The city Department of Transportation installed the first 117 parking meters of more than 300 planned for Queens Boulevard service lanes May 23 in Forest Hills and Rego Park, DOT officials said.
As we promised, our efforts to improve safety along Queens Boulevard are continuing, said DOT spokesman Tom Cocola. With this new traffic-calming plan, we are hoping to create some new parking opportunities and slow down traffic to acceptable speeding limits.
Eastbound the meters were placed between 71st Avenue and 77th Avenue. Westbound the meters were located between 77th Avenue and 71st Road.
The project will affect the strip of Queens Boulevard between Kneeland Avenue and Union Turnpike which runs through Elmhurst, Rego Park and Forest Hills. The full project is expected to be completed by mid-June, said Cocola.
The city converted the inner east and westbound service lanes in an effort to shift motorists into the main flow of the boulevard. The DOT has contended that motorists in the service lanes drive faster than when they are on the main roadway.
Queens Boulevard, where 74 pedestrians have been killed since 1993, has long been considered one of the citys most dangerous roadways.
While residents have pushed for solutions to create safer conditions for pedestrians, the latest measure has not been warmly welcomed.
People arent too happy about it, said Kenny Liebowitz of Traymore Chemists, where two lanes of metered parking now stand outside his Queens Boulevard pharmacy.
I can just see it. A passenger comes out of their car and somebody comes speeding along. Somebodys going to get hit, he said.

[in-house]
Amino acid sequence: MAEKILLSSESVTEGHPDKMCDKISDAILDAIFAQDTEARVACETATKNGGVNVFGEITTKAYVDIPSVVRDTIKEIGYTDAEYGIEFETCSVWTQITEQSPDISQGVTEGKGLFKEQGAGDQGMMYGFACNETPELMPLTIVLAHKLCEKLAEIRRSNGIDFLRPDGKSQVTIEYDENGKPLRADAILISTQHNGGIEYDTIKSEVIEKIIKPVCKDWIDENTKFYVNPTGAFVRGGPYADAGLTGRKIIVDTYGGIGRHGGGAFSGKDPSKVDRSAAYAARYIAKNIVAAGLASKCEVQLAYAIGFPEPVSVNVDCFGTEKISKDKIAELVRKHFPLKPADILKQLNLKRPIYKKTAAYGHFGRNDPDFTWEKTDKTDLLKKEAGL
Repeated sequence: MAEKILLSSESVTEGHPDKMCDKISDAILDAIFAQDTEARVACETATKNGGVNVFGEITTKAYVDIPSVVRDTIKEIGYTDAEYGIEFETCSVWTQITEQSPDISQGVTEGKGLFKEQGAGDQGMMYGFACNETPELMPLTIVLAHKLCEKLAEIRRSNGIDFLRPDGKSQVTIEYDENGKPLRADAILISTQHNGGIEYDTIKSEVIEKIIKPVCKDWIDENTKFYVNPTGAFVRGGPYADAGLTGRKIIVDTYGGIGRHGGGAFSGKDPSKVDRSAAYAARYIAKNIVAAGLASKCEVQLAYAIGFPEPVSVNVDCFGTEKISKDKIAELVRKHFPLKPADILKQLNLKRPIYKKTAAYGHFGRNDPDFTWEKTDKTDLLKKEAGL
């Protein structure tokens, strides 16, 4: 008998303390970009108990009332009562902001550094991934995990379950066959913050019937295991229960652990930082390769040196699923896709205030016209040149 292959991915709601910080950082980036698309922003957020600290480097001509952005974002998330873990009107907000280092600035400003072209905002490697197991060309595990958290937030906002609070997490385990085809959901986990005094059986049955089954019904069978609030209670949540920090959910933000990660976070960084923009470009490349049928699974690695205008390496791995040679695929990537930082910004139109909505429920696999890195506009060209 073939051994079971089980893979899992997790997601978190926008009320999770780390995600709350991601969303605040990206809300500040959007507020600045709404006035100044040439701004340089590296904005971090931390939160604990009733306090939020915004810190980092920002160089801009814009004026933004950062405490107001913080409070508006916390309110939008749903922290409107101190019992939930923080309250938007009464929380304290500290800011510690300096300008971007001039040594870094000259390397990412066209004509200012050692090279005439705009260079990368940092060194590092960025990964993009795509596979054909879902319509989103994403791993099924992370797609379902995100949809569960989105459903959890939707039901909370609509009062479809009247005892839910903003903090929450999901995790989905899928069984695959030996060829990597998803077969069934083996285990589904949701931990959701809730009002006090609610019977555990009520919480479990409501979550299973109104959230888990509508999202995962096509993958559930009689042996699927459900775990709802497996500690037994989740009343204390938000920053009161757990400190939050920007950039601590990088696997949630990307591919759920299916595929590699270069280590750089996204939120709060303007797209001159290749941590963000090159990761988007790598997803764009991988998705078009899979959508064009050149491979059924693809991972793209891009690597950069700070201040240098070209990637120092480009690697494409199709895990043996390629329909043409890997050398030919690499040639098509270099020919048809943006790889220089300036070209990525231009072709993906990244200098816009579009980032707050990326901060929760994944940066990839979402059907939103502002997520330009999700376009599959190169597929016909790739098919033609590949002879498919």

Liebowitz said in the short time the meters have been up he has already witnessed unprecedented congestion between 4 p.m. and 8 p.m.
But others, like Oscar Arboleda, a deliveryman for Five Star Seafood, are pleased with the changes.
I think its wonderful. They should have done this a long time ago because anytime you dont find parking, you get ticketed, Arboleda said.
Arboleda had received three parking tickets during the past six weeks, he said, but because of the added parking he expects that to change.
The city has taken a number of steps to slow traffic during the past year, including extending pedestrian crossing times and installing fencing along median strips to encourage crossing within crosswalks only.
Sgt. Fabian Rojas of the 112th Precinct observed the traffic flow from his idling car on the corner of Queens Boulevard and 72nd Avenue last Thursday.
He said it was too early to tell what effect the meters may have, but inevitably this will delay you and youre going to be in the main road when motorists are forced back into traffic by the jammed side road.
Reach reporter Jennifer Warren by e-mail at Timesledgr@aol.com or call 229-0300, Ext. 155.
©2001 Community News Group
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